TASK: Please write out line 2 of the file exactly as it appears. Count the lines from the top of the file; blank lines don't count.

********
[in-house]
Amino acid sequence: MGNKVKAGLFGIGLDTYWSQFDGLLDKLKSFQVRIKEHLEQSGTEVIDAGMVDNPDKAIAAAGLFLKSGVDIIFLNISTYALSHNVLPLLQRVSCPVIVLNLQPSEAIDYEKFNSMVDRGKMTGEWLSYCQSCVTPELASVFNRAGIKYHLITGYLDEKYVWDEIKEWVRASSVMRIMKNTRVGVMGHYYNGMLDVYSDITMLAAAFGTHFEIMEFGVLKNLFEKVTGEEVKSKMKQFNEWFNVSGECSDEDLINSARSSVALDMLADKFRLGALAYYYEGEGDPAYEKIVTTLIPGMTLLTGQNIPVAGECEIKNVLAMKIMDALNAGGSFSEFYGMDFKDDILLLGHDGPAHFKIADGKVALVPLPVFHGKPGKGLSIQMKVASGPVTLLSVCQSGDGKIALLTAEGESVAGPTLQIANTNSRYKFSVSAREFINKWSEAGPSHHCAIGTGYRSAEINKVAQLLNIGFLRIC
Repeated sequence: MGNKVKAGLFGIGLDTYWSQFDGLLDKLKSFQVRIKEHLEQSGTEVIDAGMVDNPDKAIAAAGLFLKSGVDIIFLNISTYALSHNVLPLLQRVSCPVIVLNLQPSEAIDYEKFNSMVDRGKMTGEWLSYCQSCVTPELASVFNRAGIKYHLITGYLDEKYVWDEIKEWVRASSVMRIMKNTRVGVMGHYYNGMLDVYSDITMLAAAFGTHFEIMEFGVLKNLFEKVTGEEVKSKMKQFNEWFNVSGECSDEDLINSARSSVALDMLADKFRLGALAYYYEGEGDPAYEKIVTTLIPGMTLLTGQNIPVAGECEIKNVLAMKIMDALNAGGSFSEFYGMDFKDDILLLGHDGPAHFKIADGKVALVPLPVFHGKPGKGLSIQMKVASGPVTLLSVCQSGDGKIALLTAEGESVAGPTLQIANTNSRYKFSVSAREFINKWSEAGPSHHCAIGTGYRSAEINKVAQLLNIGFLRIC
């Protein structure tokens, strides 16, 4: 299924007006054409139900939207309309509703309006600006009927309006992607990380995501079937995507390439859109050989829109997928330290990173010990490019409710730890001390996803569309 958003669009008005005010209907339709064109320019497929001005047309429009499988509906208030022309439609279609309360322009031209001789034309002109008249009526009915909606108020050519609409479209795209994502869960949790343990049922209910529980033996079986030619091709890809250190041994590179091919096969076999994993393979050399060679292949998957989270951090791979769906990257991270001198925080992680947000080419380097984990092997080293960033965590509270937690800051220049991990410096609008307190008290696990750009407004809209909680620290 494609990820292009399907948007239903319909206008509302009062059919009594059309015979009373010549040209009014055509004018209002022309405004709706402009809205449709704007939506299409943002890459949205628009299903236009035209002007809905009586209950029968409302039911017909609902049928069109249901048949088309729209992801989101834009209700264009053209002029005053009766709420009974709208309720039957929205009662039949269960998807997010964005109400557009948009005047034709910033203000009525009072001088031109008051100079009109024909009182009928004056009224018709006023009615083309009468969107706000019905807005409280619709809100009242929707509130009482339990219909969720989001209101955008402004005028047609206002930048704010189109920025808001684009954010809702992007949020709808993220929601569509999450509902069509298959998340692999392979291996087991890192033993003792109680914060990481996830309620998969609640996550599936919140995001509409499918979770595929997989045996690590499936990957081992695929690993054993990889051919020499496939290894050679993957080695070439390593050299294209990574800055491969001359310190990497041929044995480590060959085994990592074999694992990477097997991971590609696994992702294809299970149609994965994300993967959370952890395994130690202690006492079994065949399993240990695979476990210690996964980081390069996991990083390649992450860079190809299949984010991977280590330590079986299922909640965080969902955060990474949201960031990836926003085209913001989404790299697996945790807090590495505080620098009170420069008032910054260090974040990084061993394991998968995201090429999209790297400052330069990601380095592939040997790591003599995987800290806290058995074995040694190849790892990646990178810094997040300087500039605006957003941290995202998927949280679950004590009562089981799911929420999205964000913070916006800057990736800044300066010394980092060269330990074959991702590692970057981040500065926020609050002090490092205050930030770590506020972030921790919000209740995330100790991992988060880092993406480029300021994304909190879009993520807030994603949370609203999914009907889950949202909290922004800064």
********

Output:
Amino acid sequence: MGNKVKAGLFGIGLDTYWSQFDGLLDKLKSFQVRIKEHLEQSGTEVIDAGMVDNPDKAIAAAGLFLKSGVDIIFLNISTYALSHNVLPLLQRVSCPVIVLNLQPSEAIDYEKFNSMVDRGKMTGEWLSYCQSCVTPELASVFNRAGIKYHLITGYLDEKYVWDEIKEWVRASSVMRIMKNTRVGVMGHYYNGMLDVYSDITMLAAAFGTHFEIMEFGVLKNLFEKVTGEEVKSKMKQFNEWFNVSGECSDEDLINSARSSVALDMLADKFRLGALAYYYEGEGDPAYEKIVTTLIPGMTLLTGQNIPVAGECEIKNVLAMKIMDALNAGGSFSEFYGMDFKDDILLLGHDGPAHFKIADGKVALVPLPVFHGKPGKGLSIQMKVASGPVTLLSVCQSGDGKIALLTAEGESVAGPTLQIANTNSRYKFSVSAREFINKWSEAGPSHHCAIGTGYRSAEINKVAQLLNIGFLRIC